Borrowing the words of His Majesty, the success of parliamentary reform and modernization will have a huge bearing on the image of Parliament as well as the strength of democracy. This is because the objective of parliamentary reform and modernization is to have a more effective Parliament to hold the government to account, be vigilant in its scrutiny of legislation, and articulate in representing the voice, hopes, needs and fears of the people.
Parliamentary reform and modernization is not and should not be regarded as a partisan issue. The standing of all political parties depends on public respect for Parliament. Nor should this be a matter of conflict between Parliament and Government. Good scrutiny makes for good Government, Ministers and backbenchers alike have a common interest in an effective Parliament.
I want to express my grave regret that the Cabinet has finally decided against having an Opposition MP to head the Public Accounts Committee, missing the opportunity to send out the clear and unmistakable message to all and sundry that the Executive and the Legislature means business in wanting to ensure a clean, incorruptible, efficient, accountable and trustworthy administration.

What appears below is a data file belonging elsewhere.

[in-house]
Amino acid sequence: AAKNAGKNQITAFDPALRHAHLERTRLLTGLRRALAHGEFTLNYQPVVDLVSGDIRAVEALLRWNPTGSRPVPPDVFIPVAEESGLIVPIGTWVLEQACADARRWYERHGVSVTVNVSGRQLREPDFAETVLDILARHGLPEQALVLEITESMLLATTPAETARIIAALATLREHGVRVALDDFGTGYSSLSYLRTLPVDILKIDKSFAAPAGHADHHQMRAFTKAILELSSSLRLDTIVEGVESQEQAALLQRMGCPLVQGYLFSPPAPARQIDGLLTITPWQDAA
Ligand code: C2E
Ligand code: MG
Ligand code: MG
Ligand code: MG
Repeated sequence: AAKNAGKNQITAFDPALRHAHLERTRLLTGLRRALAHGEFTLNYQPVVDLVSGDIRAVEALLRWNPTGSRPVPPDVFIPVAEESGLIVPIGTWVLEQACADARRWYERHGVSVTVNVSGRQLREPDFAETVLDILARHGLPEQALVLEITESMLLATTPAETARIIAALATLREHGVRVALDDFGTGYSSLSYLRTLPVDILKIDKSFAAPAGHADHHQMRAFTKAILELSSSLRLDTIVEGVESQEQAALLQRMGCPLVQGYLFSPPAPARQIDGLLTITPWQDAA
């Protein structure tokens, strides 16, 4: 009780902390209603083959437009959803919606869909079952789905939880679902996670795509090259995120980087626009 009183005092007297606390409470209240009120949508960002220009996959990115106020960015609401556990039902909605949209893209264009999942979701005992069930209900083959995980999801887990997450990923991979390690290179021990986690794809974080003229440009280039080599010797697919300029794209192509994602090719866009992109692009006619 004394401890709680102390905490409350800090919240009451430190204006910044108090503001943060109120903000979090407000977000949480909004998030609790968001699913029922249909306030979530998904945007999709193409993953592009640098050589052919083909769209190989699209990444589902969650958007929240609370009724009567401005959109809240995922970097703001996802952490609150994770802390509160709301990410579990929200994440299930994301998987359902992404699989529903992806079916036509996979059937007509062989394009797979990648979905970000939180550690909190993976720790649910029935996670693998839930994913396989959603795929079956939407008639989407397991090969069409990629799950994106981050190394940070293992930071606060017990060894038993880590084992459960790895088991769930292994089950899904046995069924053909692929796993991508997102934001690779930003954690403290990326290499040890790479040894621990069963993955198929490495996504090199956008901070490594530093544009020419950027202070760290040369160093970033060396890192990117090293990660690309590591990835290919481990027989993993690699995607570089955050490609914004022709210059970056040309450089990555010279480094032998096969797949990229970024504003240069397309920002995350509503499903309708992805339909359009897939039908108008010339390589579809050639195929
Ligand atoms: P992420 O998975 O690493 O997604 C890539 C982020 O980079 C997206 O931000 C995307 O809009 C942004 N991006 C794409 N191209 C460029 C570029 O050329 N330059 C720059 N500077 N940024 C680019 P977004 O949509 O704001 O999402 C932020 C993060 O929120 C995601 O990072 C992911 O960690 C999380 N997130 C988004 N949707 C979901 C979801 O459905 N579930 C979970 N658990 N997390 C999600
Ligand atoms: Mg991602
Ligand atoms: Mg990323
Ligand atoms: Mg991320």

This appears to be another case of one man, Abdullah, versus the system – the Cabinet who are primarily the holdovers from the Mahathir era.
I understand that Abdullah is sympathetic to the proposal for an Opposition MP to head the Public Accounts Committee, and the idea had the support of a few Cabinet Ministers – but all to no avail as the overwhelming majority of the Cabinet Ministers are fully opposed, the only way to protect the many skeletons in their cupboards!
Nazri yesterday announced the nomination of former Perak Menteri Besar and MP for Pasir Salak Tan Sri Ramli Ngah Talib for the post of Chairman of the Public Accounts Committee, saying that “the post needed an experienced person to carry out scrutiny of the financial reports of government agencies and public bodies”.
I agree with Nazri that Ramli has vast experience in government financial abuses and improprieties – but only time will tell whether his vast experience was to “expose” or to “cover up” financial wrongdoings.